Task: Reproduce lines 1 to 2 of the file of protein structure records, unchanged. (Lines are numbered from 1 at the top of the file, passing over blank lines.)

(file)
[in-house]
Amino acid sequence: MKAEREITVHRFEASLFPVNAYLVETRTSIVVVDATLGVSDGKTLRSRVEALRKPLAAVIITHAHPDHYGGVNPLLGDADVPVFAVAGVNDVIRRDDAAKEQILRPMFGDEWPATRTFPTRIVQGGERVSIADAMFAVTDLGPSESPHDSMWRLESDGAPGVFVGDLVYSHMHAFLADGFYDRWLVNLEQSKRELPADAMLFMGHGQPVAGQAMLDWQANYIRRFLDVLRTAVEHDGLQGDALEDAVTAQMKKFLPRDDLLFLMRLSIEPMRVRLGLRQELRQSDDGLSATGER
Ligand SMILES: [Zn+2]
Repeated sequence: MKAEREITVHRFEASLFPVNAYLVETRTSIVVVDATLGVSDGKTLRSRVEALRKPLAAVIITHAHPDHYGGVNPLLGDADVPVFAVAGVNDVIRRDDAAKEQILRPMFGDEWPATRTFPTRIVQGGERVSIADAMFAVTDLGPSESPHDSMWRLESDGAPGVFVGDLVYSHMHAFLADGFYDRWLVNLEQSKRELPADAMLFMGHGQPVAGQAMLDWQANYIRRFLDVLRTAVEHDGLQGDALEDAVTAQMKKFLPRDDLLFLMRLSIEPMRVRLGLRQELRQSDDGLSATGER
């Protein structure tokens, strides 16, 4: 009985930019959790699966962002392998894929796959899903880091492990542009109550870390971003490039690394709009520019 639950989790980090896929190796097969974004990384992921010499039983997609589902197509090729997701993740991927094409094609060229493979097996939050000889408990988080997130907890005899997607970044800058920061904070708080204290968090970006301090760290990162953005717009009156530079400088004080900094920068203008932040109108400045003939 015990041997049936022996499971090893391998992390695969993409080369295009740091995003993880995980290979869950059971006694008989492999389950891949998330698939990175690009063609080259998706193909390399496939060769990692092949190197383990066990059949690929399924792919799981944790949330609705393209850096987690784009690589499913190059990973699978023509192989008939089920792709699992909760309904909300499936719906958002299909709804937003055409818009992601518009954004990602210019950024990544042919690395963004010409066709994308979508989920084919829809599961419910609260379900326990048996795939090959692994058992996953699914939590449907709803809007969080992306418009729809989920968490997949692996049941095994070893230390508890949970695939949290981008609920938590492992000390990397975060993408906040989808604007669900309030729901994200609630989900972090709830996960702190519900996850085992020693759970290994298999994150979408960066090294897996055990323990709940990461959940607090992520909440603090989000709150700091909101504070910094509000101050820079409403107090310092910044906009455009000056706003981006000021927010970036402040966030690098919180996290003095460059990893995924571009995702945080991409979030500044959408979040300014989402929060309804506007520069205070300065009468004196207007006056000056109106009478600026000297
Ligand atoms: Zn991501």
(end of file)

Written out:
[in-house]
Amino acid sequence: MKAEREITVHRFEASLFPVNAYLVETRTSIVVVDATLGVSDGKTLRSRVEALRKPLAAVIITHAHPDHYGGVNPLLGDADVPVFAVAGVNDVIRRDDAAKEQILRPMFGDEWPATRTFPTRIVQGGERVSIADAMFAVTDLGPSESPHDSMWRLESDGAPGVFVGDLVYSHMHAFLADGFYDRWLVNLEQSKRELPADAMLFMGHGQPVAGQAMLDWQANYIRRFLDVLRTAVEHDGLQGDALEDAVTAQMKKFLPRDDLLFLMRLSIEPMRVRLGLRQELRQSDDGLSATGER